The last factor is, in my view, relevant. While QCAT operates in different statutory costs environment from the civil courts, it has been accepted there that costs in an appeal may be viewed differently from costs in a proceeding – because, if the appellant fails, the respondent has had to face the additional burden and expense of the appeal, in litigation in which he or she has, already, been successful. This is a matter the QCAT Appeal Tribunal is entitled to take into account, under s 102(3)(f) of the QCAT Act.
- It is important to read those comments in the context of the whole decision. In the preceding paragraph, the Appeal Tribunal set out the factors material to the exercise of its discretion. Those factors included the long history of the matter, the many directions, the experts’ conclave in 2010, the late application to amend and the fact that the appeal was from an interlocutory order. The fact of the appeal, as the quoted paragraph shows, was the last factor (our emphasis). This means that, in the absence of other factors, an appeal, of itself, is not enough to justify an order for costs.
The nature and complexity of the proceeding
- Mr Abbott suggests that the appeal was both complex and serious. Queensland All Codes Racing agrees that the appeal was serious, but does not agree that the matter was complex.
- Mr Abbott submits that the appeal was complex because Queensland All Codes Racing argued seven grounds of appeal, ‘involving almost every aspect’ of the decision on Charge 8 and penalty.
- The Appeal Tribunal cannot decide that a proceeding is complex simply by a head count of grounds. To qualify as ‘complex’, an appeal should involve difficult or novel legal concepts or technical evidence that requires complex reasoning to enable the Tribunal to make a decision.
- Queensland All Codes Racing argued two points before us; the Racing Disciplinary Board’s application for two Rules. The law in relation to both Rules was well settled but, according to Queensland All Codes Racing, an appeal was necessary because of the opacity of reasons given by the Racing Disciplinary Board. The proceeding, although involved, was not complex.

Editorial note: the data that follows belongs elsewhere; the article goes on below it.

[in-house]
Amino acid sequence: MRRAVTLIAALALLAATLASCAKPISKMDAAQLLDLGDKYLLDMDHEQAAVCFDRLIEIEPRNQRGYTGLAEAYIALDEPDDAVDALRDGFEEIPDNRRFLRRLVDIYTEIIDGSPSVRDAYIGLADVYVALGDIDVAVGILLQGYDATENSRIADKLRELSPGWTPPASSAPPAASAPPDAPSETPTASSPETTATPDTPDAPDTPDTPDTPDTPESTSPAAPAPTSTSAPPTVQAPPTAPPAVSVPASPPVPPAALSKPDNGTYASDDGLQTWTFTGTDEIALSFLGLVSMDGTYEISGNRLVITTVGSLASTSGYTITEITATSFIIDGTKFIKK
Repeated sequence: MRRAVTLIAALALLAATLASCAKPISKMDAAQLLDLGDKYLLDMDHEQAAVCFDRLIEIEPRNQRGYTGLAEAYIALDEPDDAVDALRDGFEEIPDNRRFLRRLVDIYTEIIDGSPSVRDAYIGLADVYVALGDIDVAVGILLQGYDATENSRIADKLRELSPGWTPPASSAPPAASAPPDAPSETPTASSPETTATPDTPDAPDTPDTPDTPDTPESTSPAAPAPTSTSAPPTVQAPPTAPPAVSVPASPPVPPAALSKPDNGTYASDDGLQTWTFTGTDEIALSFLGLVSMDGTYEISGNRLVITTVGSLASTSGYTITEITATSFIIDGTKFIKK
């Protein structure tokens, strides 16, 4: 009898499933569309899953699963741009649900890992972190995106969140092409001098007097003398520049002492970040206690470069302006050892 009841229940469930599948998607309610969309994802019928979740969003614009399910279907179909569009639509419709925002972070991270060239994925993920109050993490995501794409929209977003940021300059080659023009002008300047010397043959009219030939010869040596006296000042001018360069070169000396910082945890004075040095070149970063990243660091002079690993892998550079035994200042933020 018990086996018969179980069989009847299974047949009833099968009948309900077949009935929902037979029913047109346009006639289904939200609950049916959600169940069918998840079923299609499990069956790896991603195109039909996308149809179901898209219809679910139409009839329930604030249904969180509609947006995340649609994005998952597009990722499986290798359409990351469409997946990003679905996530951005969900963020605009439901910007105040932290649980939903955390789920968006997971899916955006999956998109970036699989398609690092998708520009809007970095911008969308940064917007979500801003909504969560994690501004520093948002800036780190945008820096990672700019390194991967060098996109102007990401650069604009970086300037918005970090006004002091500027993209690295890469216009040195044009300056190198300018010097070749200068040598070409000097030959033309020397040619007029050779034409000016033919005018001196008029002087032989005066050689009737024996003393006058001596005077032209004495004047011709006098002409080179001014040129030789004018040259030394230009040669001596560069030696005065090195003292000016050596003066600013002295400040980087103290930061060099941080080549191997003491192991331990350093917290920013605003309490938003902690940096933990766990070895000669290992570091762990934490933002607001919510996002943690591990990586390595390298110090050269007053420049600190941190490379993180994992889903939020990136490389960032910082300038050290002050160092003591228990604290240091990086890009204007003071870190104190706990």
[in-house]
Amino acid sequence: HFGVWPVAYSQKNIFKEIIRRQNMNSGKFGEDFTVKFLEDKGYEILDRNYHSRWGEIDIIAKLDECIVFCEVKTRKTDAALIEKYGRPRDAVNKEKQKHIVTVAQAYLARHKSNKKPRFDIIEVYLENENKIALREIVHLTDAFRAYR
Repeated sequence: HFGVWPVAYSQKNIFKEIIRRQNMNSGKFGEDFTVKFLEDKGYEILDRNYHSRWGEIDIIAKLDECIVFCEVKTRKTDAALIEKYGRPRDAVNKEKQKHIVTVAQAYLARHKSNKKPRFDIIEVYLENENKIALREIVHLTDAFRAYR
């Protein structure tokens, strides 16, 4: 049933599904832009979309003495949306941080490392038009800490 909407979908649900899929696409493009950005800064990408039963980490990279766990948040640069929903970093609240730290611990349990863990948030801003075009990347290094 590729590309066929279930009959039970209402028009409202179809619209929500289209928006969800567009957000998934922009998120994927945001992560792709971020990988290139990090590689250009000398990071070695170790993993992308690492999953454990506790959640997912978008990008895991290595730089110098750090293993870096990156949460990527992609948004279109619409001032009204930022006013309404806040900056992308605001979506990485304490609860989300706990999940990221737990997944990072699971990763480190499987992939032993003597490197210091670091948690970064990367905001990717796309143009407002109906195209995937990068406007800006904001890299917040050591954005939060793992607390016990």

The relative strengths of the claims made by each party
- Mr Abbott concedes that mere success by one party will not necessarily answer ‘the relative strengths of the claims made by each party to the proceeding.’ He submits, however, that because Queensland All Codes Racing Industry Board was entirely unsuccessful on each of its seven grounds of appeal, an order for costs is warranted.
- As we have already noted, there is a very strong contra-indication against costs orders in the Tribunal. The factors to be considered in s 102 of the QCAT Act make it clear that costs do not follow the event unless there is some other compelling reason to order costs. If the decision to file an application for appeal is reasonably based and not motivated to delay or obstruct the Tribunal dealing with the proceeding in a way that is accessible, fair, just, economical, informal and quick, then we do not see that s 102(3)(c) justifies an order for costs.
- This appeal should be contrasted with the situation in Grasso where the application for leave to appeal was just another step in a series of steps designed to obstruct and delay the Tribunal’s decision-making process. Here, Queensland All Codes Racing was obliged to appeal the decision which might, in the future, be used as a precedent in circumstances where the reasons for that decision were unclear, unhelpful and open to a number of possible interpretations.